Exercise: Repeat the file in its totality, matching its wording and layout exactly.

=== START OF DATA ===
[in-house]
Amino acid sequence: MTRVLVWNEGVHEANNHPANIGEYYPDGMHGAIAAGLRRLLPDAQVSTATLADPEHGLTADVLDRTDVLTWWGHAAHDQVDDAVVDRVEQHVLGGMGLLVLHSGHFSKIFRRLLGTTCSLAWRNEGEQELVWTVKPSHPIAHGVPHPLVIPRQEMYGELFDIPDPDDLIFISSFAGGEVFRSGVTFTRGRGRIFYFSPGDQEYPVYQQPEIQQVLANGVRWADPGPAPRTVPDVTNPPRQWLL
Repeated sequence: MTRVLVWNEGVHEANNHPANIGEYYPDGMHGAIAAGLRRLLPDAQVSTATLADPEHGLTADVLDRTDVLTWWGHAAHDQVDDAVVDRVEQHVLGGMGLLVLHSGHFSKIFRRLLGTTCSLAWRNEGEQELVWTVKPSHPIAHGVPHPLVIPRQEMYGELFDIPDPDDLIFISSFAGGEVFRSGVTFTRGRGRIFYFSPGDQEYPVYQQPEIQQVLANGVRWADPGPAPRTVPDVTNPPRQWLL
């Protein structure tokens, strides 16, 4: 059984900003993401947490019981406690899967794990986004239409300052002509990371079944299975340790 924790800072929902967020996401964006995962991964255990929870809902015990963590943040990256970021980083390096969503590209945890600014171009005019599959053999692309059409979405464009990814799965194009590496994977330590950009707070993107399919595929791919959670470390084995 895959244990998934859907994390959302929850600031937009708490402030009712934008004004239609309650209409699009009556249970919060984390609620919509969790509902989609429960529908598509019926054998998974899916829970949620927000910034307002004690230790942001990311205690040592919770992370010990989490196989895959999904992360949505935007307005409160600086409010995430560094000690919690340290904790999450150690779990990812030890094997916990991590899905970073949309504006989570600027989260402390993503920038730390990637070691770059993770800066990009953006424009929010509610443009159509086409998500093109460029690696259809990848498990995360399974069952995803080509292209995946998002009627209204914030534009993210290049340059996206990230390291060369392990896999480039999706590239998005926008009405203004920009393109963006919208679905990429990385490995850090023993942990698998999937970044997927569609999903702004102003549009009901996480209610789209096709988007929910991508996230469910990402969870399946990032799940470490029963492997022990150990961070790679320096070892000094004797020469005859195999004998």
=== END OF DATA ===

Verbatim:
[in-house]
Amino acid sequence: MTRVLVWNEGVHEANNHPANIGEYYPDGMHGAIAAGLRRLLPDAQVSTATLADPEHGLTADVLDRTDVLTWWGHAAHDQVDDAVVDRVEQHVLGGMGLLVLHSGHFSKIFRRLLGTTCSLAWRNEGEQELVWTVKPSHPIAHGVPHPLVIPRQEMYGELFDIPDPDDLIFISSFAGGEVFRSGVTFTRGRGRIFYFSPGDQEYPVYQQPEIQQVLANGVRWADPGPAPRTVPDVTNPPRQWLL
Repeated sequence: MTRVLVWNEGVHEANNHPANIGEYYPDGMHGAIAAGLRRLLPDAQVSTATLADPEHGLTADVLDRTDVLTWWGHAAHDQVDDAVVDRVEQHVLGGMGLLVLHSGHFSKIFRRLLGTTCSLAWRNEGEQELVWTVKPSHPIAHGVPHPLVIPRQEMYGELFDIPDPDDLIFISSFAGGEVFRSGVTFTRGRGRIFYFSPGDQEYPVYQQPEIQQVLANGVRWADPGPAPRTVPDVTNPPRQWLL
């Protein structure tokens, strides 16, 4: 059984900003993401947490019981406690899967794990986004239409300052002509990371079944299975340790 924790800072929902967020996401964006995962991964255990929870809902015990963590943040990256970021980083390096969503590209945890600014171009005019599959053999692309059409979405464009990814799965194009590496994977330590950009707070993107399919595929791919959670470390084995 895959244990998934859907994390959302929850600031937009708490402030009712934008004004239609309650209409699009009556249970919060984390609620919509969790509902989609429960529908598509019926054998998974899916829970949620927000910034307002004690230790942001990311205690040592919770992370010990989490196989895959999904992360949505935007307005409160600086409010995430560094000690919690340290904790999450150690779990990812030890094997916990991590899905970073949309504006989570600027989260402390993503920038730390990637070691770059993770800066990009953006424009929010509610443009159509086409998500093109460029690696259809990848498990995360399974069952995803080509292209995946998002009627209204914030534009993210290049340059996206990230390291060369392990896999480039999706590239998005926008009405203004920009393109963006919208679905990429990385490995850090023993942990698998999937970044997927569609999903702004102003549009009901996480209610789209096709988007929910991508996230469910990402969870399946990032799940470490029963492997022990150990961070790679320096070892000094004797020469005859195999004998």